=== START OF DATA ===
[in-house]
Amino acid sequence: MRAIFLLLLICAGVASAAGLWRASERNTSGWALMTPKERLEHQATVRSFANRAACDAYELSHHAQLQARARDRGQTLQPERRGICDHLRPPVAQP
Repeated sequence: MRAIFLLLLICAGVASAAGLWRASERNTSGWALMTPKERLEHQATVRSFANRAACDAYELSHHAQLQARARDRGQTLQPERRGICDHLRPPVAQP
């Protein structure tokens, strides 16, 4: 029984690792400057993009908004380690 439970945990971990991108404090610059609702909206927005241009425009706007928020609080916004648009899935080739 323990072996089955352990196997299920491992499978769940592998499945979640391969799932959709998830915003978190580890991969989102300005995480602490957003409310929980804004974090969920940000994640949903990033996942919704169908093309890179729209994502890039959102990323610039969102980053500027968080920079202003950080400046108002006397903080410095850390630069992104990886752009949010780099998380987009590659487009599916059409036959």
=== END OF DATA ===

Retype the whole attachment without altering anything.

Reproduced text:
[in-house]
Amino acid sequence: MRAIFLLLLICAGVASAAGLWRASERNTSGWALMTPKERLEHQATVRSFANRAACDAYELSHHAQLQARARDRGQTLQPERRGICDHLRPPVAQP
Repeated sequence: MRAIFLLLLICAGVASAAGLWRASERNTSGWALMTPKERLEHQATVRSFANRAACDAYELSHHAQLQARARDRGQTLQPERRGICDHLRPPVAQP
């Protein structure tokens, strides 16, 4: 029984690792400057993009908004380690 439970945990971990991108404090610059609702909206927005241009425009706007928020609080916004648009899935080739 323990072996089955352990196997299920491992499978769940592998499945979640391969799932959709998830915003978190580890991969989102300005995480602490957003409310929980804004974090969920940000994640949903990033996942919704169908093309890179729209994502890039959102990323610039969102980053500027968080920079202003950080400046108002006397903080410095850390630069992104990886752009949010780099998380987009590659487009599916059409036959």